This high-end area of San Francisco used to be full of prostitution and crime. It was named after an Irish immigrant, Colonel Michael Hayes, who allegedly dueled with pistols and supported slavery. He constructed a beautiful Victorian home in the 1880s for individuals to enjoy their vices, but he also had ulterior motives: The home was a bid to extend a streetcar line into the area.

Ingleside

Ingle is Celtic for "fireplace," while an ingleside is the area beside it. That’s why Cornelius Stagg named his new roadhouse The Ingleside Inn in 1885. Within a few years, locals referred to the whole area as Ingleside.

Lakeshore

Lakeshore gets its name for its proximity to Lake Merced. Originally named “Laguna de Nuestra Senora de la Merced” (“The Lake of Our Lady of Mercy”) by Captain Don Bruno de Heceta in 1775, the surrounding area was developed in the 1950s after the San Francisco Recreation and Parks Department acquired jurisdiction from the Public Utilities Commission.

The Marina

Shayan

Directly west of Cow Hollow overlooking the Bay is the Marina. Before its stunning houses were built, it consisted of tidal marshlands and dunes. After the devastating 1906 earthquake decimated parts of the city, residents gathered debris and put it here. It became the area’s foundation. In 1915, the Marina served as the location of the 1915 Panama-Pacific International Exposition. Its close proximity to the water and harbors helped inspire San Franciscans to rebuild and grow their city.

The Mission

Big Swift

Father Palou was a Spanish priest in the 18th century. He established a church on June 29, 1776 at Laguna de Dolores. It became the first building in the city and was named Mission Dolores. A few years later in 1783, the church moved to what we now know as 16th and Dolores. It’s the base of the Mission today.

Mission Bay

Eric Fredericks 

Mission Bay describes the neighborhood’s location, which is east of Mission and west of the Bay. The area’s development started in 1998 and showcases San Francisco’s radical growth due to the Internet, with start-up offices replacing the neighborhood’s former rail yards.

Nob Hill

Sharat Ganapati

Nob Hill is named after its early settlers from the late 1800s. They were reportedly a highly successful, criminal bunch. “Nob” comes from Nabob, a Hindu word describing wealthy, powerful Europeans making their fortunes in the East. The “Nobs” included “Bonanza King” James Flood and James Fair. But perhaps most important were Mark Hopkins, Collis P. Huntington, Charles Crocker, and Leland Stanford. They were known as the Big Four, a group that invested in the first intercontinental railroad. The neighborhood remains affluent to this day (locals sometimes refer to it as “Snob Hill”).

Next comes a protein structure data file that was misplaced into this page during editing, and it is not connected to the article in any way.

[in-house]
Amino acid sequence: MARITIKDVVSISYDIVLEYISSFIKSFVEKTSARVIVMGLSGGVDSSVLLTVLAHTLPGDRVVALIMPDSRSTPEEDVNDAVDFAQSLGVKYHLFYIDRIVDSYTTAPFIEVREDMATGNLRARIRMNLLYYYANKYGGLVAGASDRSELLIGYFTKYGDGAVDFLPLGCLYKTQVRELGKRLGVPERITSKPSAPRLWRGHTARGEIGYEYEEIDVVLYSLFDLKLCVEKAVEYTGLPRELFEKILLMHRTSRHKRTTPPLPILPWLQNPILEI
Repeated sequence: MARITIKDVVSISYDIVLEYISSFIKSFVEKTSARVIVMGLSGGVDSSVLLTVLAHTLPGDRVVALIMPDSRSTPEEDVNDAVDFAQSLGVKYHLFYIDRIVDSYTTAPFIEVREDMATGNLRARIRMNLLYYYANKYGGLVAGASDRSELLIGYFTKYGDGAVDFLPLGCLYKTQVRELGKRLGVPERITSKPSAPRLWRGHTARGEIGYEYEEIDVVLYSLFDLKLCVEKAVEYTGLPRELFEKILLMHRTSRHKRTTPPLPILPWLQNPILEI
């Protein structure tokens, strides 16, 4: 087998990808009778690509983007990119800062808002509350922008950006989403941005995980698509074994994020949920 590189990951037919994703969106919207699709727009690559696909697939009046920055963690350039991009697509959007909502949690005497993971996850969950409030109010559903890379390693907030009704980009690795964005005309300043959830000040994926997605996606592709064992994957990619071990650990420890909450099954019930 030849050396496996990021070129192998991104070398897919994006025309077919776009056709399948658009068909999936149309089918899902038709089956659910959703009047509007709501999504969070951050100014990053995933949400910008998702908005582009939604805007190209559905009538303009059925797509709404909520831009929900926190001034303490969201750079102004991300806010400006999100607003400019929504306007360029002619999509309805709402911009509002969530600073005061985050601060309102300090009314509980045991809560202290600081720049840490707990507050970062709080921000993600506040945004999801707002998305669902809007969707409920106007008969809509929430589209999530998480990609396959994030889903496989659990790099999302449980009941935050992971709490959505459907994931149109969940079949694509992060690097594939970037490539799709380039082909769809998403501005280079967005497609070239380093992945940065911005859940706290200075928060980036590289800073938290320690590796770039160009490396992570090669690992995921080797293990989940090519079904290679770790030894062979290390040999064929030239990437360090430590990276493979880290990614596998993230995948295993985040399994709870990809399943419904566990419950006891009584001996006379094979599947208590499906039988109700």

Noe Valley

torbakhopper

Pio Pico, the Mexican governor of California in 1846, gave approximately one-sixth of San Francisco to Jose de Jesus Noe. The land was called Rancho San Miguel before Noe began to sell it in 1852. Today, the land he owned includes Noe Valley, the Castro, Glen Park, and more.

North Beach

Dustin Gaffke

In its early days, North Beach was an actual beach until the coast was augmented. Immigrants from Europe, South America, and the Australian penal colonies made their way to the Barbary Coast’s North Point docks. As such, its name is a geographical marker for the neighborhood’s spot in the Bay. The late 1800s saw an influx of Italians making their way to the area, also making it San Francisco’s Little Italy. According to legend, the Italian-Americans allegedly saved the area, draping their houses in wine-soaked blankets to avoid fires caused by the 1906 earthquake.

Pacific Heights

Aboutmytrip

Pacific Heights is south of the Marina and stands tall at 371 feet. Similar to Russian Hill and Nob Hill, the early residents of the late 1800s were very wealthy. They made their way to the area after the cable-car line was built to the neighborhood.

Parkside

William Crocker bought what is now Parkside from Adolph Sutro in July 1905. Its name refers to its proximity to the trees at Pine Lake, which was then called Laguna Puerca.

Potrero Hill

Bernt Rostad

Don Francisco de Haro, the former Alcalde of Yerba Buena, acquired a land grant in 1835 to graze cattle from the Mission, which sits directly west of the neighborhood. It was called Potrero Nuevo then, which translates to "New Pasture." The area eventually dropped its nature-inspired surname when the city’s mayor, Dr. John Townsend, divided the land into a grid in 1849. Companies like the Bethlehem Shipbuilding Company and the Western Sugar refinery made the area their industrial base. Potrero stands 300 feet high.

The Presidio

Amanda

Presidio means "fortress" in Spanish. Established in 1776, it’s the oldest installation in the western part of the United States. It initially served as an outpost for Spain’s military until Mexico took it over. Twenty four years later, America gained control in 1846. The Presidio was an active installation until it was passed over to the National Park Service in 1994. Two years later, Congress developed a federal agency to preserve its historical and scenic integrity.

The Richmond

An Australian-born art dealer, George Turner Marsh, thought the Inner and Outer Richmond resembled sand dunes from Richmond, Australia. At least that’s how one story goes. Others credit a man named George Fletcher for coming up with the name. The area rose to prominence after the 24th mayor of San Francisco, Adolph Sutro, built transportation services to it.

Russian Hill

Patrick Nouhailler

Russian Hill is known for Lombard Street’s sharp curves, beautiful architecture, and cable cars. It originated in 1850 when a minister, Bayard Taylor, discovered seven marked graves at the top of the hill, which sits at 343 feet. Little is known about who the buried men were. Some say they were merchant sailors, while others say they were fur trappers. But their tombs were inscribed in Cyrillic, giving the hill its name. Unfortunately, the markers were removed during Russian Hill’s development in the 1850s.

SoMA

torbakhopper